Experts: more residential growth and out-of-state interest coming to Salt Lake

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Rendering of the proposed Hardware Station office building. The building will be part of the Hardware District's second phase. Image courtesy SALT Development.

For decades many people in real estate development have referred to Utah’s development community as a “good old boys club,” but the traditional way of doing of business in Utah is changing as more out-of-state firms become interested in the Salt Lake market and the region tries to manage its rising housing costs.

“I used to say that Salt Lake City was the best-kept secret in real estate, it’s not a secret anymore,” said Ken Perlman a principal for John Burns Real Estate Consulting.

Perlman was one of several presenters at the Urban Land Institute Utah Chapter’s Trends 2018 conference.  The annual conference addresses current trends in real-estate.  This year’s conference not only looked at the evolving trends in transportation and retail but at how growing national attention will shape Salt Lake’s housing market.

Last month, Salt Lake City became the smallest market ever to crack the top 10 Markets to Watch, an annual ranking of real estate markets by the Urban Land Institute and PricewaterhouseCoopers LLP.  The rankings are based on market data and a poll of 1,600 real estate experts.  Salt Lake came in third place, behind first-place Seattle and second-place Austin Texas.

“I think the next five to ten years are going to be a hell of a lot of fun,” said Thomas Vegh, managing partner of Salt Development, of developing in Salt Lake.

Salt Development is part of a growing number of out-of-state development firms entering the Salt Lake real estate market.  Salt developed the 4th West Apartments and is developing the Hardware District just north of The Gateway on 400 West.  When completed the Hardware District and 4th West Apartments will have added over 900 residential units and 260,000 square feet of office space to the market.

Salt Lake is not only increasingly on the radar of out-of-state developers, but out-of-state workers are beginning to flock to the region.  Vegh estimates that about 70 percent of 4th West’s tenants are transplants from other states.  According to Vegh, while Salt Lake’s rising housing costs may seem out of reach to locals, to people relocating from more expensive markets the local housing costs feel affordable.

“Salt Lake as a whole has been a pretty affordable market,” said David Larcher, the president of Vestar.  

Vestar, based in Arizona, made local news in 2016 after the company purchased The Gateway mixed-use center.

But according to Perlman, Salt Lake’s market is undersupplied meaning that there is more demand for housing than there is supply.  This year Salt Lake’s rental vacancy rate hit a historic low. Most experts agree that at the current rate, that the local supply won’t catch up to demand until 2019 to 2020.  Perlman warned that region’s construction labor shortage and increasing demand for housing could eventually hurt the region’s growth as more people become priced out of the market and relocate to more affordable markets.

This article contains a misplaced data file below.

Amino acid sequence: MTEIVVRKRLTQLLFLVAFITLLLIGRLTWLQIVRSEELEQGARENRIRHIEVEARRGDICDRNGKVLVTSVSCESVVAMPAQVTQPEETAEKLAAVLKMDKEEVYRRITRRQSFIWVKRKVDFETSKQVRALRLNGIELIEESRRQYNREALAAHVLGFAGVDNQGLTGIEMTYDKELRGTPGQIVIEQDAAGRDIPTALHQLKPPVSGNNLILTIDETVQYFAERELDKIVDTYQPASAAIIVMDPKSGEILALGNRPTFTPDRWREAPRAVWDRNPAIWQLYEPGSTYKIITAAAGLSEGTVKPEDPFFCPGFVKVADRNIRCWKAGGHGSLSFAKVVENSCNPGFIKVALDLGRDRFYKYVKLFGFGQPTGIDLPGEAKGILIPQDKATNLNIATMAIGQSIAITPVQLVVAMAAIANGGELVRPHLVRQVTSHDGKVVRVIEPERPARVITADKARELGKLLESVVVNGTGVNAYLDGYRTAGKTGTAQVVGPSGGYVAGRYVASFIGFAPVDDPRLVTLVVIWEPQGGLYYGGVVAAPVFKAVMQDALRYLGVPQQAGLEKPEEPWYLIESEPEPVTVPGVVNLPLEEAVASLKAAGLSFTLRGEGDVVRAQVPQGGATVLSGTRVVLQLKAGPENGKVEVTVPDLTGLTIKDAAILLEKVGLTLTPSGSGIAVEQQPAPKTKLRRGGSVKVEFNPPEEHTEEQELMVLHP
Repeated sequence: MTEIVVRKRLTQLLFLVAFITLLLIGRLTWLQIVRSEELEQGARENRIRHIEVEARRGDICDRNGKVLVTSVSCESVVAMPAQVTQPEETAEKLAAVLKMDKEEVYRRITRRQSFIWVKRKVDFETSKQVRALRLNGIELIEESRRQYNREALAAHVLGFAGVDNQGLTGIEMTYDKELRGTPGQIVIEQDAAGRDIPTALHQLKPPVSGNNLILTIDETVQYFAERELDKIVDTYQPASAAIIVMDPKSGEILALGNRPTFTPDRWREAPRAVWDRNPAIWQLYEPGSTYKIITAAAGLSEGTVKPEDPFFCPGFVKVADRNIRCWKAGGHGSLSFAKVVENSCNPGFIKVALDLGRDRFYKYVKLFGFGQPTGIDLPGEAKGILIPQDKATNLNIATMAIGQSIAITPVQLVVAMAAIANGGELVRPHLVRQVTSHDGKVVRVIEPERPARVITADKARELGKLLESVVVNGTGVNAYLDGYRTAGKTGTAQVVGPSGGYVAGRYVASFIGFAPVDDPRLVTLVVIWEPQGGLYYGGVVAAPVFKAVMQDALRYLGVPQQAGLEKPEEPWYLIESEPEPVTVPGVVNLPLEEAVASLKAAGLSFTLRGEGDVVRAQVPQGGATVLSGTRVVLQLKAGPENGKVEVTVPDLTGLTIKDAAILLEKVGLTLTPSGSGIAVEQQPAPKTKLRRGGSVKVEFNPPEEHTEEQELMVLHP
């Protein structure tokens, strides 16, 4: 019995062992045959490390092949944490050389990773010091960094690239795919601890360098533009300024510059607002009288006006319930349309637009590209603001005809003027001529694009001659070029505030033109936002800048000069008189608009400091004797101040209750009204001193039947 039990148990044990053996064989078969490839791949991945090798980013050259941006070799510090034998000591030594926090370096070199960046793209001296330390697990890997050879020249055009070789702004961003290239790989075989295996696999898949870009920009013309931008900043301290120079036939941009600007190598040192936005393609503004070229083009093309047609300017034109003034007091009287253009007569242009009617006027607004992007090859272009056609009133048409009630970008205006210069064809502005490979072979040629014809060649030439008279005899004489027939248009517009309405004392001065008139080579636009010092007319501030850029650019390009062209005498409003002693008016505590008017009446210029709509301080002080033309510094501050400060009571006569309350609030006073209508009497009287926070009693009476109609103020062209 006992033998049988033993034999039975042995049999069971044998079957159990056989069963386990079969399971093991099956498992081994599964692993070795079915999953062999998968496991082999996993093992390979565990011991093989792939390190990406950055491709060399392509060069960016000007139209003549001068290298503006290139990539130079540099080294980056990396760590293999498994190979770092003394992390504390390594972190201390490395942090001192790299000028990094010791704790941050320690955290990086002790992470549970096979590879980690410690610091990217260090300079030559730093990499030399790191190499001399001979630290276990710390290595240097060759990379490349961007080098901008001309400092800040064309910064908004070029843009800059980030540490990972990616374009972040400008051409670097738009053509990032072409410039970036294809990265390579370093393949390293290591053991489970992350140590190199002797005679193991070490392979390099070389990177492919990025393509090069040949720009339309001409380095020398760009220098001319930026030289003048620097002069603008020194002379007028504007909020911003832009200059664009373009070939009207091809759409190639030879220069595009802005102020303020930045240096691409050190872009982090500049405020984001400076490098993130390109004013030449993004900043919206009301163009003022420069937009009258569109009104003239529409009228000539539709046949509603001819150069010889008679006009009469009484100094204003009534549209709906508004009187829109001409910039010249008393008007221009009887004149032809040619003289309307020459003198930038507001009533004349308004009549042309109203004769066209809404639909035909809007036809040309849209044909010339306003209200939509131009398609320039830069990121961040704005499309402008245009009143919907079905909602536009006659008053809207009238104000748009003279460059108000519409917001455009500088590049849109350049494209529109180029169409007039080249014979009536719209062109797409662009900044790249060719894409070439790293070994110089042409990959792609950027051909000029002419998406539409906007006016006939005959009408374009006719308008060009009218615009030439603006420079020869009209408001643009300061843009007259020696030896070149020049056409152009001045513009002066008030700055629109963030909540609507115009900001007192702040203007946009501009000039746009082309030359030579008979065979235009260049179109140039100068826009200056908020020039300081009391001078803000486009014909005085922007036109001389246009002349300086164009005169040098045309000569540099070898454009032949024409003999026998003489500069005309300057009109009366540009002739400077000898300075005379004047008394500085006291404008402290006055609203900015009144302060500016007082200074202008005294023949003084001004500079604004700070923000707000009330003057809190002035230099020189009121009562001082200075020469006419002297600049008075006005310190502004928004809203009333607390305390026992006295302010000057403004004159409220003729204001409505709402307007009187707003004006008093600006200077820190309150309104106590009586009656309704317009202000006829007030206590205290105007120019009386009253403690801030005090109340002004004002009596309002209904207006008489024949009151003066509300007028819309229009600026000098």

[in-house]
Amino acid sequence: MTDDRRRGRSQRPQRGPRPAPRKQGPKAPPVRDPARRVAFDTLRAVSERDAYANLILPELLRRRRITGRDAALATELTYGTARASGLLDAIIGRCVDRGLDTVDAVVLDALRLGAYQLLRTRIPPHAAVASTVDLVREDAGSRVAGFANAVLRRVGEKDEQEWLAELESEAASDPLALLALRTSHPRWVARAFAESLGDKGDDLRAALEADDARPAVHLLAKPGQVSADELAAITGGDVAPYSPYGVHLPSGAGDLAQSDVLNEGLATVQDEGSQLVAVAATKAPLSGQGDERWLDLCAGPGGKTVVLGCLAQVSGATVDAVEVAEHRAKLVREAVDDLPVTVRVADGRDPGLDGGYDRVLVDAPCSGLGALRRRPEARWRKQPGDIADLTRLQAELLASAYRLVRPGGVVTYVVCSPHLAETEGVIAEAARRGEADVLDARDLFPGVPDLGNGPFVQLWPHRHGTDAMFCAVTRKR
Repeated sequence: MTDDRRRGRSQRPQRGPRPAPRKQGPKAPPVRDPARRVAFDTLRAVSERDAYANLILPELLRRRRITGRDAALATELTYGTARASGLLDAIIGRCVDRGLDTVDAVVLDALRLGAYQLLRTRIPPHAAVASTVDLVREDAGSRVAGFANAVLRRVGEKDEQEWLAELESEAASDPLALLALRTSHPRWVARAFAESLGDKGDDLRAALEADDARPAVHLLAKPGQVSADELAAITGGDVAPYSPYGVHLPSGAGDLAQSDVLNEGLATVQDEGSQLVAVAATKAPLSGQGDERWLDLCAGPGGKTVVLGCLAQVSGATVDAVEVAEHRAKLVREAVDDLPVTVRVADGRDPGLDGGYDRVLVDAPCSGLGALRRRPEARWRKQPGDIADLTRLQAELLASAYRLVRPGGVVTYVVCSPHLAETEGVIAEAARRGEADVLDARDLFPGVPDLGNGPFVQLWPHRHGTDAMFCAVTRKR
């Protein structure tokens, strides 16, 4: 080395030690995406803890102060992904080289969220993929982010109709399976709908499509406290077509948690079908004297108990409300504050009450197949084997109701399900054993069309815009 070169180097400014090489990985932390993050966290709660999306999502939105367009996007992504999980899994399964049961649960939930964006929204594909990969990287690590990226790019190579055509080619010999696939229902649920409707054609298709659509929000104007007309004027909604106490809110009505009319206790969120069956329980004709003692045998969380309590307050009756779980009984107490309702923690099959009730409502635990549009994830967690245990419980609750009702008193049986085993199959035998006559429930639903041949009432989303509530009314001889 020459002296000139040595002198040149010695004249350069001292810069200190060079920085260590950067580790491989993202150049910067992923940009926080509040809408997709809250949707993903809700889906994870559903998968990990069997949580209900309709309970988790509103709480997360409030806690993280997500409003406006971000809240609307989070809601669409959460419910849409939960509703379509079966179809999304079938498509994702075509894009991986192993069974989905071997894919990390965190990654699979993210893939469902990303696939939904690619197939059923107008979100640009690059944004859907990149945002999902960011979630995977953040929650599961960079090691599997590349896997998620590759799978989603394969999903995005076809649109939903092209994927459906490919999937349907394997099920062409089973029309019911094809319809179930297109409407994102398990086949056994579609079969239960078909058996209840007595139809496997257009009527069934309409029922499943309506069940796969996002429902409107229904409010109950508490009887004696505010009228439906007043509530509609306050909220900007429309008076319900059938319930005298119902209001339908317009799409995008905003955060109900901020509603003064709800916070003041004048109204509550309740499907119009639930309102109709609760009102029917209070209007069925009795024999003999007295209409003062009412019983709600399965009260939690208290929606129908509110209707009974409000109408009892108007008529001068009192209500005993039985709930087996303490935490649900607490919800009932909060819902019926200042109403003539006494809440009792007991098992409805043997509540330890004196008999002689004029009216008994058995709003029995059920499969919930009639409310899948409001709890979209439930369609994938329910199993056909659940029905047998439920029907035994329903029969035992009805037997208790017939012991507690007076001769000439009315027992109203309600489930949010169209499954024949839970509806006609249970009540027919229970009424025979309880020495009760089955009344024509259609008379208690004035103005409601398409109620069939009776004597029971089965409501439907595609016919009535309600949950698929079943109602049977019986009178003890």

For Larcher, the city and region leaders will need to give developers more latitude to build different housing and density types that will be needed to accommodate expected growth.

During ULI Utah’s conference, several developers expressed optimism about the growing number of outside firms working in the state as it will increase local competition and encourage better building and design.

“Those that are more receptive to doing things a bit differently will be more successful than those that only do what they’ve always done before,” said David Ward, project manager for the Boyer Company.

In Salt Lake, there are 22 residential projects under construction that will include at least 50 residential units.  Of those projects, eight are being developed by out-of-state firms.  But outside interest in the city is growing.  Last month California-based Held Properties unveiled their plans for the  370 Millennium Tower, a proposed 27 story mixed-use building on the northwest corner of the 400 South and West Temple intersection.

About Isaac Riddle 646 Articles
Isaac Riddle grew up just outside of Salt Lake City, Utah. He has a BA in English literature from the University of Utah and a Masters of Journalism from Temple University. Isaac has written for Next City, The Philadelphia Public School Notebook and Salt Lake City Weekly. Before embarking on a career in journalism, Isaac taught High School English in the Kensington neighborhood of Philadelphia. Isaac is the founder of Building Salt Lake and can be reached at isaac@buildingsaltlake.com.